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How did the Easter Islanders drink seawater ?


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The sea is not uniformly salty. There are parts of the ocean that are almost freshwater, and parts that are more salty. I had a hunch a few years ago that this was happening, so I looked it up. I think that's what the article is referring to too.

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Fresh water, being slightly less dense than sea water, would rise more or less unmixed  from the seeps on the sea floor and float on the surface. If one were careful not  to dip from too deep below the surface, and as near the location of the seep as possible, the water might be no more salty than true fresh water.

Edited by bison
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I recall a previous study which suggested that the positioning of the statues was indended as a means of indicating where such water could be obtained (and/or to "protect" this vital resource)

https://www.smithsonianmag.com/smart-news/easter-island-statues-may-have-marked-sources-fresh-water-180971244/

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It is a very misleading title. Acording to the article, they did not drink seawater (just as well as they would have died). They drank freshwater which had run into the sea:It was later discovered that this was made possible by 'coastal seeps' - which happen when rainwater sinks down through the porous bedrock of the island and into an underground aquifer.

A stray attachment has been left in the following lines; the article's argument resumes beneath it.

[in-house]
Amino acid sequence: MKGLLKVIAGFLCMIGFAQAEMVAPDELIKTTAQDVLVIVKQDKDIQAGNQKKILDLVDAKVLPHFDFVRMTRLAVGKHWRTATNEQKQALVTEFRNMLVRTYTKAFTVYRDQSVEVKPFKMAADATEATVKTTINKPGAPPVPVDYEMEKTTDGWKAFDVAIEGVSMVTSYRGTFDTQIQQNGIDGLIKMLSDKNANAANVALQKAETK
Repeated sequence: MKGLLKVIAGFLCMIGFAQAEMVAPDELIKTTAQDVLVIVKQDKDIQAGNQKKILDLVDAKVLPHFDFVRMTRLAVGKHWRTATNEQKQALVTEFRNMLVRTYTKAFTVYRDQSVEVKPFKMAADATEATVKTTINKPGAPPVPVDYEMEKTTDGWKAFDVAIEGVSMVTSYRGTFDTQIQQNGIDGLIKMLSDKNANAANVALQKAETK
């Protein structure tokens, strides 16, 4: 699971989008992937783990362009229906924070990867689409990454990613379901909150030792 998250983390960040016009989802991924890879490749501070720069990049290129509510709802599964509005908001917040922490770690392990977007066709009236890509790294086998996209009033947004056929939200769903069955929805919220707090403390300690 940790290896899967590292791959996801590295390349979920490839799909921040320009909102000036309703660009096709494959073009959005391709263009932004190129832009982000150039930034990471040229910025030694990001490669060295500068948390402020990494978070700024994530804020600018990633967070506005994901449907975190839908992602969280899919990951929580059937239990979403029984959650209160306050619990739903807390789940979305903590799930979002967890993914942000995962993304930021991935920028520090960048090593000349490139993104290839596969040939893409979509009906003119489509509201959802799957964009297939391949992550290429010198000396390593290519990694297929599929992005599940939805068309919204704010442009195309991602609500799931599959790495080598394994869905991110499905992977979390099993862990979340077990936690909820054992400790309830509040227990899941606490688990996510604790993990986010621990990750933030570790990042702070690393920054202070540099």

Small pockets of freshwater then trickle down to the sea and are deposited in the ocean.

Edited by The Silver Shroud
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2 hours ago, Abramelin said:

What about collecting rainwater?

The article explains that water collected in volcanic craters, during the rainy season, but could be used up, and/or evaporate during the annual Summer season drought. 

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You can usually dig the ground on an island and find fresh water. If you ask me , i would say the statues are there to protect the islanders, that is , to potentially scare anyone off that comes close and sees them/

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It is also quite simple to create a bamboo and clay vessel distilling process to boil the water away from the salt, then condense it as fresh water in a new container.

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12 hours ago, Abramelin said:

What about collecting rainwater?

That's a great idea and i would bet they did that. But on a larger scale boiling Seawater would give you a year around supply of fresh water. The Salt is heavier than the H2O, so when you boil it the salt will stay in the container and by placing some large leaves or something absorbable above the container where the water is boiling to catch the condensation that will begin to accumulate, then all that is needed is something to soak up or channel the condensation into a separate container.

Also from what i understand about Easter Island, below the Island surface there were caves that also accumulated rain and spring water.

 

8 hours ago, quiXilver said:

It is also quite simple to create a bamboo and clay vessel distilling process to boil the water away from the salt, then condense it as fresh water in a new container.:tsu::tu:

That's also exactly what I would do even in the Middle of a Desert, you can dig a round hole about 1 foot deep, and cover that hole with a piece of plastic. Even during the hottest day of the year, without doing anything else condensation will build up on the underside of that plastic sheet. This method will pull moisture out of the ground and also out of the air. This technique is the difference between life and death if your stranded in an area without any form of water.

Great post Dude and your comments are certainly right on target!!:tu: 

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